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Wellness

Squishmallows, Chocolate Chip Cookies, and Coping: At Least It’s Not Drugs

“Well, at least it’s not drugs”

It’s a phrase I’ve heard – and said – many times: when going shopping for Squishmallows with a friend, when my dad comes home from the grocery store with packages of chocolate chip cookies, when my mom orders more craft supplies from Amazon.

Coping is defined as “conscious or unconscious strategies used to reduce unpleasant emotions.” Sometimes we, as humans, have our own ways of coping with a bad day, our own addictions. While everyone wants to have healthy coping mechanisms, it is not easy to turn away from the instant gratification of the coping mechanisms we come up with for ourselves. Mine is online window shopping – and occasionally buying – stuffed animals that are meant for children (but sold by adults for ridiculous prices) on the internet. I know without a doubt that buying and eventually receiving a Squishmallow is going to make me happy after a hard day, even if it is only a temporary distraction.

Money can’t buy you happiness, but it can certainly make you feel a little bit better, and expert therapists agree. A study by the University of Michigan reveals the numerous healthy benefits of “retail therapy,” one of the most common coping mechanisms. Being able to make a personal choice in how we deal with our emotions, whether that is retail therapy or something else, gives us a sense of personal control over the environment and circumstances we are in. The anger and anxiety associated with negative situations and the lack of control we have in these scenarios can be significantly diminished by giving ourselves control and choices in unrelated situations. Retail therapy is in fact a healthy coping mechanism in moderation, despite the pang of guilt one may feel after the fact.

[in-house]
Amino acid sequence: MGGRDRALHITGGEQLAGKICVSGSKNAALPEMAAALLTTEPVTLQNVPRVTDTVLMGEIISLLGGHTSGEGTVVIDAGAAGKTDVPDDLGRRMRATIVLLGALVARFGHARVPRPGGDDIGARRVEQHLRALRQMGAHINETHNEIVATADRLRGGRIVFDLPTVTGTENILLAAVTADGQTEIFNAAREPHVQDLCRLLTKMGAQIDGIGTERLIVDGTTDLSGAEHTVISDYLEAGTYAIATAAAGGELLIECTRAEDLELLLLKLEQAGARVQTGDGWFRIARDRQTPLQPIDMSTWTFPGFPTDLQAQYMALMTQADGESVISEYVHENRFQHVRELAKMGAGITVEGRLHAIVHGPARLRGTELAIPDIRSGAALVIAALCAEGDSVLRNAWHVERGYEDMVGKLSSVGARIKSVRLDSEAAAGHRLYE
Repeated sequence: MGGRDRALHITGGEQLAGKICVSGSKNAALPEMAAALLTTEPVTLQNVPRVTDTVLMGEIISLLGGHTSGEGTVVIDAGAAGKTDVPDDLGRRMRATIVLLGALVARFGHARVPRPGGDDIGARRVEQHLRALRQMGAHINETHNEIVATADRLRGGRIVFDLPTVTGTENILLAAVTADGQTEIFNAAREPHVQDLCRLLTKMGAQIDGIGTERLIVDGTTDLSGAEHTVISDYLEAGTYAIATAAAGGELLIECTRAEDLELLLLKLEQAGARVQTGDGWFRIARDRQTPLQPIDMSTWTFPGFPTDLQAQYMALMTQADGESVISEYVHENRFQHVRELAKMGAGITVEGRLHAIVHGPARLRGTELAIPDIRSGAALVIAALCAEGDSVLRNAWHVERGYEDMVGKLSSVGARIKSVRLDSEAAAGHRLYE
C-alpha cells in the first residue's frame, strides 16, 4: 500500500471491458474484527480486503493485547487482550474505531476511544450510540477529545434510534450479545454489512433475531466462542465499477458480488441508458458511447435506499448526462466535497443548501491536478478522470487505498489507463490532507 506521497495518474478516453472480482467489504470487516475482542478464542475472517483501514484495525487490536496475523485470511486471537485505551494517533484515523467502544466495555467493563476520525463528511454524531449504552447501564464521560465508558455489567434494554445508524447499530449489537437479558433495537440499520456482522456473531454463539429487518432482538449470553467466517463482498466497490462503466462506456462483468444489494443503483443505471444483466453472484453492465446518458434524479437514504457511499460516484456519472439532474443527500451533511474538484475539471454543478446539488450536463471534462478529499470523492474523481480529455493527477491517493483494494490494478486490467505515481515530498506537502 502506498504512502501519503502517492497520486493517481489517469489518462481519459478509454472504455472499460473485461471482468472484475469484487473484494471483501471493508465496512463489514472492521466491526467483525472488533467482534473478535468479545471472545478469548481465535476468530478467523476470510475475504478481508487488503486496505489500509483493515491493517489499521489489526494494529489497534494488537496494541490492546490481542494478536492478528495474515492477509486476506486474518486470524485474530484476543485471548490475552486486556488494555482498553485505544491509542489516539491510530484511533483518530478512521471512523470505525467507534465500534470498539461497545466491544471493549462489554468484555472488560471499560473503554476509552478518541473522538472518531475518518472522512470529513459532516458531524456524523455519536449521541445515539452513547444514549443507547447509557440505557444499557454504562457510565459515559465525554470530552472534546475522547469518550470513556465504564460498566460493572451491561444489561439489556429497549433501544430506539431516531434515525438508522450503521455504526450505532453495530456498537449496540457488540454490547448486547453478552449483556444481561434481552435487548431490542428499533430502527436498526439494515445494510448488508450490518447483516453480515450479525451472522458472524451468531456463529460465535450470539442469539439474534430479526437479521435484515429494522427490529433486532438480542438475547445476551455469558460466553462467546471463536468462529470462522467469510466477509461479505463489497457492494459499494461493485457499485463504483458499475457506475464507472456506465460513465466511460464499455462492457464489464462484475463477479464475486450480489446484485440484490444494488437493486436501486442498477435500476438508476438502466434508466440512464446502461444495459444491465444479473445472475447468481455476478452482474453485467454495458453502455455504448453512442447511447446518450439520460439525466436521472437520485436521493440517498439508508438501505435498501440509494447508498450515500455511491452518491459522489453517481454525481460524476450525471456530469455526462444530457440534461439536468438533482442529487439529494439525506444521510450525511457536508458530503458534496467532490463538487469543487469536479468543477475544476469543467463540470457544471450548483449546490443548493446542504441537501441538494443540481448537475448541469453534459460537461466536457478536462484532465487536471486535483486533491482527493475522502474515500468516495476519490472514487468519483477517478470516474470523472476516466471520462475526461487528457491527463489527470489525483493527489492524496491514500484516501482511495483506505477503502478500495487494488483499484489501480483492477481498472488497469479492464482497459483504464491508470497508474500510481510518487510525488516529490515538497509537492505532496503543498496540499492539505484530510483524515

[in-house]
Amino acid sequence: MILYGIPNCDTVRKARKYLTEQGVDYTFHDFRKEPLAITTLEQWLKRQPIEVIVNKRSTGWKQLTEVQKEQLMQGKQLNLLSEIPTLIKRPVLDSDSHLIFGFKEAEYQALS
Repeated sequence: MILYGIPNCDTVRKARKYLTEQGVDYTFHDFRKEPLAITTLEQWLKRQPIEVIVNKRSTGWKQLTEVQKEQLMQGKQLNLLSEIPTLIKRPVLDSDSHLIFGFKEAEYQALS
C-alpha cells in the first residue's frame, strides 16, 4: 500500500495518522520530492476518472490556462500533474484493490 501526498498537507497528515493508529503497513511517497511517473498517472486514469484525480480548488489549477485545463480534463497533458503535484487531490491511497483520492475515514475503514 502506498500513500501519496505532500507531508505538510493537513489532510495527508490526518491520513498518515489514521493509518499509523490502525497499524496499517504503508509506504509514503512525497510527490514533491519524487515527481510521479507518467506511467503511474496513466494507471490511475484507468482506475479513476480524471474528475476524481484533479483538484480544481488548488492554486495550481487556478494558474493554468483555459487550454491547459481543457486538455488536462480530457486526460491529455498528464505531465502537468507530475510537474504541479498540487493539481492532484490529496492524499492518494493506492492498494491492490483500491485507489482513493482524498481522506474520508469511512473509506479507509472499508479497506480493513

By finding our own outlets we are finding what can be a healthy coping mechanism for us and our own personal challenges, in moderation of course. The mental preparation that goes into what helps us cope allows us to focus on one specific thing and distract ourselves from the stressful situations of our lives. While it is important to recognize when your coping mechanism may be leaning towards the unhealthy side, we do not have to turn away from our personal coping mechanisms when developing more widely recognized healthy coping skills. Feeling like we have control over our environment and having something to focus on makes a big difference when our lives feel out of control.

So, if buying that Squishmallow or eating that chocolate chip cookie will make your bad day a little bit better, go for it and don’t feel guilty. You deserve it.

Sources:

https://www.sciencedirect.com/science/article/abs/pii/S1057740813001149

Emma Prushan

Jefferson '25

Emma is a first year student at Jefferson studying Visual Communications Design/Graphic Design. In her free time, she enjoys reading, binging series, doing crafts, playing the guitar, and having opportunities to be creative in general! She also has two pet guinea pigs at home and one is named after Benedict Cumberbatch.
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